Singer's Voluntary

John Singer (1603)

Historical Records

Payments to Playwrights (Henslowe’s Diary)

F. 109r (Greg I.173)

pd at the apoyntment of the companye 1602 [i.e. 1603]
the 13 of Janewarye vnto John Syngger for his
playe called Syngers vallentarey the some of … vll

Theatrical Provenance

Presumably performed by the Admiral's Men at the Fortune in early 1603.

Probable Genre(s)

Improvisation (?) (Harbage)

Possible Narrative and Dramatic Sources or Analogues

The title seems to be a pun on Singer's name and "voluntary" in the sense of "[a] musical piece or movement played or sung spontaneously or of one's free choice, esp. by way of prelude to a more elaborate piece, song, etc." (OED, C.2b). It is unclear, however, to what extent this musical sense provides insight into the play's narrative. It may be that the play's content had nothing to do with music: perhaps the eponymous "voluntary" was used in the distinct sense (in "very frequent use from 1600 to 1645") of "[one] voluntarily, and usually without pay, serving as a soldier in a campaign, battle, etc." (OED, C.9).

References to the Play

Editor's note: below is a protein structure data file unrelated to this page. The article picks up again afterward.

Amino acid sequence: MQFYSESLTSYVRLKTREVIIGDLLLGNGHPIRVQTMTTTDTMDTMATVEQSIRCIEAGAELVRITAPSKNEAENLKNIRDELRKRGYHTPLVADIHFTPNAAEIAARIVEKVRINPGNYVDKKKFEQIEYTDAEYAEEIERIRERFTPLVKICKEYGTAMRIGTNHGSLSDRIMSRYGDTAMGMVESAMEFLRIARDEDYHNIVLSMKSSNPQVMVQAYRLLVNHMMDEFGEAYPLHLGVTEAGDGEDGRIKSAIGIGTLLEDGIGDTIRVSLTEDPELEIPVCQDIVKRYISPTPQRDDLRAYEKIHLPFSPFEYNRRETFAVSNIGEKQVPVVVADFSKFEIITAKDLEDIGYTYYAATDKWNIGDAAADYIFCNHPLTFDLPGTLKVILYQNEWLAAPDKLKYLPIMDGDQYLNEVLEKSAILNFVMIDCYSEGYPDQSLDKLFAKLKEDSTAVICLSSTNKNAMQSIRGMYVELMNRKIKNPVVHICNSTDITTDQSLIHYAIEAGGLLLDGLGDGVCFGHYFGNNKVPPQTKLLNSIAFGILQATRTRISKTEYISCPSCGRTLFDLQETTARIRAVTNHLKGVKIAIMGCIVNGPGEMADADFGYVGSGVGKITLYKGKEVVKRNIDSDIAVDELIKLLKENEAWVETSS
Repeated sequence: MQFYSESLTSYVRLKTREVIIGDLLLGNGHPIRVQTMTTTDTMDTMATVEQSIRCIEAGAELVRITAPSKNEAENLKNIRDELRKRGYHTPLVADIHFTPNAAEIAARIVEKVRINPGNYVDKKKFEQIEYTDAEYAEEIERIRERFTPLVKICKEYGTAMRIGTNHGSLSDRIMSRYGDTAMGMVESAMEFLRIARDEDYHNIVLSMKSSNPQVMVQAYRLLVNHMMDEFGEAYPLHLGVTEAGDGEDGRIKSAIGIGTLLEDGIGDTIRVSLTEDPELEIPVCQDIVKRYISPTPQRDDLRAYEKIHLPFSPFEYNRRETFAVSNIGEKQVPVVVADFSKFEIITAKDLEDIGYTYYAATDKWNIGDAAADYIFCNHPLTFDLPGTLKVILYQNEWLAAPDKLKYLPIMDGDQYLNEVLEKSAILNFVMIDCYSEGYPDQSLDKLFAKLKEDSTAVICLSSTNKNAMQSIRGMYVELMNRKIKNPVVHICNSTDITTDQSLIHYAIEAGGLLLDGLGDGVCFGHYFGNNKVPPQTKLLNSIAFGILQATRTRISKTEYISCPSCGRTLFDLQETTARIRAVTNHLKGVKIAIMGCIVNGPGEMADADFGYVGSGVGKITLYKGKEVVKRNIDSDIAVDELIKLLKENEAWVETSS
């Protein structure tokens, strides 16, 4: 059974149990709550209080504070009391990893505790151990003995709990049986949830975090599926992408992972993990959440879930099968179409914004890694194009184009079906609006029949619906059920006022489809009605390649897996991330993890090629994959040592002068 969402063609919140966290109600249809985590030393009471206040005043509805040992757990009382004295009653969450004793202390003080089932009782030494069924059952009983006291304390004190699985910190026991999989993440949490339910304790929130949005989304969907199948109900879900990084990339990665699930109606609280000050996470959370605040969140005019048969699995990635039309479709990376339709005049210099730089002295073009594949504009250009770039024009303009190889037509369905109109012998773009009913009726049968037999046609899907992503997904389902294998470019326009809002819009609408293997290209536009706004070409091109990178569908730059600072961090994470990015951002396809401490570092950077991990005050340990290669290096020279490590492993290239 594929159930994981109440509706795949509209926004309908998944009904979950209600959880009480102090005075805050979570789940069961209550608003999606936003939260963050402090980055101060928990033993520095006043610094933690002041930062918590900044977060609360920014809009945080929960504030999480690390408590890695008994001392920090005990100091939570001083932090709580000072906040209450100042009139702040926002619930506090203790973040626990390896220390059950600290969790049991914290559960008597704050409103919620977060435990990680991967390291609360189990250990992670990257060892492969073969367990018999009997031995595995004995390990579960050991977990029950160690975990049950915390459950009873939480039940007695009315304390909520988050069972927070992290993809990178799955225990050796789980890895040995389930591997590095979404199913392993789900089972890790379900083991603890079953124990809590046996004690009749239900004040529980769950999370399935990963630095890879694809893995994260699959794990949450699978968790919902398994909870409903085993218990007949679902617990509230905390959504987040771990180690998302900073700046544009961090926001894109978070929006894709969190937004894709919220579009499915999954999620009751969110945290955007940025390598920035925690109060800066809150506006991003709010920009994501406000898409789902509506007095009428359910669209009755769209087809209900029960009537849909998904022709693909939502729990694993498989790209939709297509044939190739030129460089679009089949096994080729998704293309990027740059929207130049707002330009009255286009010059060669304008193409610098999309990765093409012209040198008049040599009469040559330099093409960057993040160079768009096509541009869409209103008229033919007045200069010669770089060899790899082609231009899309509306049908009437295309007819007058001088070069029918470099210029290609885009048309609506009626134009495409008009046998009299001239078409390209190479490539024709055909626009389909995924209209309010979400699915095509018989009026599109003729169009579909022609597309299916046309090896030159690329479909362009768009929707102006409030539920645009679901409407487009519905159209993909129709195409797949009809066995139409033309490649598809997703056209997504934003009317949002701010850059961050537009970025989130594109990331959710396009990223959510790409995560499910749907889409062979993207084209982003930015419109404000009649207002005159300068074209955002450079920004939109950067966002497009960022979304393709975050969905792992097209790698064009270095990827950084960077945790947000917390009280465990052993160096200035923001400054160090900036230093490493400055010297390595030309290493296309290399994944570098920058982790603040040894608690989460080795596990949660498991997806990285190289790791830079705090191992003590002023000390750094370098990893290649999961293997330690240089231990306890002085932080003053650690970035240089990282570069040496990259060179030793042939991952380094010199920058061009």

None known. (Content welcome.)

Critical Commentary

Collier (II.209): "What the precise meaning of that title may be we do not pretend to be able to explain, but it was clearly not a mere 'jig,' or brief performance of singing and dancing, because it is distinctly denominated 'a play' […] Our belief is that it was, as the same implies, a 'voluntary,' or extemporal, performance on the part of Singer."

Fleay (BCED, II.249): "This must have been more than a mere jig; but from Day's Humour out of breath, iv. 3, I find that a 'voluntary' means a song to music."

Hazlitt (211): "This must have been a piece of some importance, or, at any rate, commercial value, or Henslowe would not have given £5 for it.

Greg (II.227): "I suppose that Singer put his own name into the title of some topical piece which he had either written or bought."

Chambers (ES, II.177): "I take 'vallentarey' to mean 'valediction'." (See also III.492.)

McMillin (67): "We know that the Admiral's men […] did on occasion have their Clown do a 'voluntary' (the Elizabethan word for improvisation—Henslowe once paid Singer five pounds for his 'vallentarey')."

For What It's Worth

The clown John Singer was a player with the Admiral's Men and seems to have been the same as the Singer who had been a member of the Queen's Men (Berry). This is the last appearance of Singer in Henslowe's Diary.

Works Cited

Berry, Herbert. "Singer, John (fl. 1583–1603)." ODNB.
Collier, John Payne. A Bibliographical and Critical Account of the Rarest Books in the English Language. 2 vols. London, 1865.
Hazlitt, W. Carew. A Manual for the Collector and Amateur of Old English Plays. London, 1892.
McMillin, Scott. "The Book of Sir Thomas More: Dates and Acting Companies." Shakespeare and "Sir Thomas More": Essays on the Play and Its Shakespearian Interest. Ed. T. H. Howard-Hill. Cambridge: Cambridge UP, 1989. 57-76.

Site created and maintained by Misha Teramura, University of Toronto; updated 24 December 2016.